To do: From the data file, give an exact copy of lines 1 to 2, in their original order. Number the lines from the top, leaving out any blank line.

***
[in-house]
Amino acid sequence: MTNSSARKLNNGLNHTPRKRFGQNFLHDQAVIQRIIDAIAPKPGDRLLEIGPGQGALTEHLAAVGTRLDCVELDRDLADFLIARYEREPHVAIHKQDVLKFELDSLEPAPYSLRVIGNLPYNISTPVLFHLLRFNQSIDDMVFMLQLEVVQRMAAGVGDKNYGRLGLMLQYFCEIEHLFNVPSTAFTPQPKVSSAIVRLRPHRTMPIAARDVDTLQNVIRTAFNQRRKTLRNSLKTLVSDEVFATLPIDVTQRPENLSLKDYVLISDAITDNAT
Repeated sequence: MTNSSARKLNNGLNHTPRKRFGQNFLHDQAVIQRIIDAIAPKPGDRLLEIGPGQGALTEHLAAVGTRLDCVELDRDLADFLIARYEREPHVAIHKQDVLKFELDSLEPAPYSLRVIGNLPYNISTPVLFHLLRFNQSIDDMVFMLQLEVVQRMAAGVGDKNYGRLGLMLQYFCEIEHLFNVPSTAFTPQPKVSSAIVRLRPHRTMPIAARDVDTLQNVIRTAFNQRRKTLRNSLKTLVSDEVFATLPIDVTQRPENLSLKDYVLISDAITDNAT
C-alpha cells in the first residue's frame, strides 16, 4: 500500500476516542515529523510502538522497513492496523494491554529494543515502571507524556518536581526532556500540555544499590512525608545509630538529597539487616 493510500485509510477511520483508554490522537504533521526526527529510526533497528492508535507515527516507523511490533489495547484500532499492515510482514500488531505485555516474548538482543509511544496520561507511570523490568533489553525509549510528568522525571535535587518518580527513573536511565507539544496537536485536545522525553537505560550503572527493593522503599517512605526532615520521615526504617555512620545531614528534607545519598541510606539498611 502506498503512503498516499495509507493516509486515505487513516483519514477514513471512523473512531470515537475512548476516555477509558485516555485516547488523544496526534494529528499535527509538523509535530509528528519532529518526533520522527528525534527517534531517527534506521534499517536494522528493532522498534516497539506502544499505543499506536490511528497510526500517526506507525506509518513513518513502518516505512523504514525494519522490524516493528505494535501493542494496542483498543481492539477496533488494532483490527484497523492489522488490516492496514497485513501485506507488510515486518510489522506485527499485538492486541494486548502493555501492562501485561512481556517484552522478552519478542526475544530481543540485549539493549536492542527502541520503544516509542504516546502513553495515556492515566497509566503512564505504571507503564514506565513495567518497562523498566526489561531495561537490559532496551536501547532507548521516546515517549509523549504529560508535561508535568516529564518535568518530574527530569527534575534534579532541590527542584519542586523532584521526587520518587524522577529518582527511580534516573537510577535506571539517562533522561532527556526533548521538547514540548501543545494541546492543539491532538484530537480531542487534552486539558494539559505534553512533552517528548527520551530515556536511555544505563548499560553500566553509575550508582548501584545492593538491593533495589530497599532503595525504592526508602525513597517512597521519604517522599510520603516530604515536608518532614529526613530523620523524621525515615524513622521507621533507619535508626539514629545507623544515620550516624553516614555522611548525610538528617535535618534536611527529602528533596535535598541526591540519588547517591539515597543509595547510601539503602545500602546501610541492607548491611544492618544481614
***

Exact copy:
[in-house]
Amino acid sequence: MTNSSARKLNNGLNHTPRKRFGQNFLHDQAVIQRIIDAIAPKPGDRLLEIGPGQGALTEHLAAVGTRLDCVELDRDLADFLIARYEREPHVAIHKQDVLKFELDSLEPAPYSLRVIGNLPYNISTPVLFHLLRFNQSIDDMVFMLQLEVVQRMAAGVGDKNYGRLGLMLQYFCEIEHLFNVPSTAFTPQPKVSSAIVRLRPHRTMPIAARDVDTLQNVIRTAFNQRRKTLRNSLKTLVSDEVFATLPIDVTQRPENLSLKDYVLISDAITDNAT